Ticketing was addressed in the report, with a definite lean towards “Smart Ticketing”, such as tickets on mobile.  Smartcard technology for short distance journeys, such as TFL’s Oyster Card, could be implemented on some routes.  Personally I still like a paper ticket, as the smart ticket relies on mobile connection and more importantly battery life!

It was good to see accessibility to the railway get a (albeit brief) mention in the report.  Access for all to the rail network is essential for everyone, regardless of any disability.  Not just step free access, but proper training for staff to deal with customers with accessibility needs.

Investment in Wi-Fi technology was also mentioned, with at least £35 million set aside for trials.  Many networks do have Wi-Fi enabled trains, and it is good to see that investment here was forthcoming.

As far as the franchises go, the company which controls the much maligned Southern Rail, Govia Thameslink, could be broken up.  Much has been said in the Media about this franchise, so my suggestion here is to access a search engine, read for yourself and make your own mind up!  As far as my region, SouthEastern, is concerned, a new joint team of Network Rail staff and TOC will take responsibility.  This is in conjunction to the paragraph earlier about Network Rail integration.  The new franchise here is due to be announced in 2018.  Other prospective franchises are detailed on page 36-38 of the report.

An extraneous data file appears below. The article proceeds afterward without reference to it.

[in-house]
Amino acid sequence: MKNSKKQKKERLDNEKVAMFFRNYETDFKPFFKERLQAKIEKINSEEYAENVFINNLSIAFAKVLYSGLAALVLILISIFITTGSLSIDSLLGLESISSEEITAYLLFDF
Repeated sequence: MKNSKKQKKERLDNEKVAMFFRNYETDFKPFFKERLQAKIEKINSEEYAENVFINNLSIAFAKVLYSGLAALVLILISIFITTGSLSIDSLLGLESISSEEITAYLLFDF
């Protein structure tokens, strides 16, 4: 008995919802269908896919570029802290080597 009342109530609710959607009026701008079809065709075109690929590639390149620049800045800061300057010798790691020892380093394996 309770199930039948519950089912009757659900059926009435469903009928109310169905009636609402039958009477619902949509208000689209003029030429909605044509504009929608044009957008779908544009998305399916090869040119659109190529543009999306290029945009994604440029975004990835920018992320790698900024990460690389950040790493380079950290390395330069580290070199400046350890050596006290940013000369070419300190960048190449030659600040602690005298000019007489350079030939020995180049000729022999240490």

As a rail enthusiast, I have always felt that freight carried by rail is an integral part of the UK economy.  I was therefore glad to see a continuation of 2016’s rail freight strategy in the report.  This includes provision to provide funding for improvements to rail freight up to 2024.

In conclusion, the report does include many great ideas which, if implemented, will improve the UK Rail network.  Integration between the TOCs and Network Rail is a sensible move, as is the proposed improvement to track signalling.  It unfortunately stopped short of headline line re-openings, but did hint at willingness to do so.

The full report can be read HERE

Videos of mine can be found on my YouTube channel, Rainham Rail Enthusiast .  Thanks for reading, I’ll blog again soon.